Short-term climate commitments at the World Climate Summit in Glasgow are too few to meet the Paris climate goals. This is the conclusion of the independent analysis center “Tracking Climate Action” In his report on November 9. According to this, if all commitments are maintained by 2030, the global temperature will rise by 2.4 degrees by the end of the century. Thus, the globally respected organization attributes to a more optimistic forecast by the International Energy Agency (IEA), Which calls for an increase in temperature of 1.8 degrees – but based on all long-term commitments.
“Tracking Climate Action” does not rate its credibility too high, suggests statements made by the organization on its website. The goals agreed in Glasgow for 2030 are “totally inadequate”. There is a “huge gap in the credibility, action and commitment” of the international community that casts a “long dark shadow” on long-term commitments to reduce net emissions to zero. This assessment coincides with the results of a poll among climate experts conducted by “Nature” before the Climate Summit.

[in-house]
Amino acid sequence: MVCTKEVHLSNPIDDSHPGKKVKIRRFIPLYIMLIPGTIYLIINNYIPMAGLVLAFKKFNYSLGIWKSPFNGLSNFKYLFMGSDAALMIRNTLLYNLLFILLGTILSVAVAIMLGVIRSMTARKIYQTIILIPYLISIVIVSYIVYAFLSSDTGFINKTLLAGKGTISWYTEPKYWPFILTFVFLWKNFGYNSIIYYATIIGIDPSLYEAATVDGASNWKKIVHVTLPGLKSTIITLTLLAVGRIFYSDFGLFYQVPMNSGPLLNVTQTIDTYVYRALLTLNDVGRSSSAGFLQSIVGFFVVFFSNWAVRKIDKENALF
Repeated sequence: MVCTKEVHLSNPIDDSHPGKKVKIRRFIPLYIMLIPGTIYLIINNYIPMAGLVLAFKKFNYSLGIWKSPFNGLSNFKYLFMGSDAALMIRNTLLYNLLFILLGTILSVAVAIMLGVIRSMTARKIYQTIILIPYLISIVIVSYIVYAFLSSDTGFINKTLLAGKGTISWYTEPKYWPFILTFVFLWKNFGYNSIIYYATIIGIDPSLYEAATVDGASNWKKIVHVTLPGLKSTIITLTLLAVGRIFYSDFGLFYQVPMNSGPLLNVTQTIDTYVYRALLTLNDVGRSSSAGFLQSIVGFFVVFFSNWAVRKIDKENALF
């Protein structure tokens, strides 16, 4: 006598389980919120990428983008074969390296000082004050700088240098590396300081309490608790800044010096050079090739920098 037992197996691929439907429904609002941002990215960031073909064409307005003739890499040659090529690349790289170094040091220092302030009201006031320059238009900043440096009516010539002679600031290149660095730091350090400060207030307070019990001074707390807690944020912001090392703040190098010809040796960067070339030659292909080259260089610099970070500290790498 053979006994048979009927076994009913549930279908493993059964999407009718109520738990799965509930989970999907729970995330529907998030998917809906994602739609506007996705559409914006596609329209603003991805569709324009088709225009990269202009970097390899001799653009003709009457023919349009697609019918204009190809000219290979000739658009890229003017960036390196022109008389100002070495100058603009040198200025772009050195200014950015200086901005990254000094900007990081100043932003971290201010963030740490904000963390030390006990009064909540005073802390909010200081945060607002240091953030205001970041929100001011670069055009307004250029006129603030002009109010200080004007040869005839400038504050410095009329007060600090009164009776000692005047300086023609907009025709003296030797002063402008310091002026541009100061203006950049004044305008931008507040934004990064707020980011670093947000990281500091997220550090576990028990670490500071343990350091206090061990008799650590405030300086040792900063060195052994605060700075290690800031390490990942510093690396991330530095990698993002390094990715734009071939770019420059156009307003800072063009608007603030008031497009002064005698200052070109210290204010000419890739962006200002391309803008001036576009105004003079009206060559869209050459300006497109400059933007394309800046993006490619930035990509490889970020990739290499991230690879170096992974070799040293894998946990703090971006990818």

The more a goal lies in the future, the more ambitious it becomes. Most states want to get net emissions down to zero within 30 to 50 years, and if you take all of those full promises at face value, you’ll actually have a 1.8 degree warming by the end of the century. If you look at the next 10 years – which commitments have to be dealt with fairly quickly given the speed of political processes – you end up with a score of 2.4. Even if all COP26 promises are fulfilled, emissions in 2030 will be about twice what is necessary for the 1.5-degree target.
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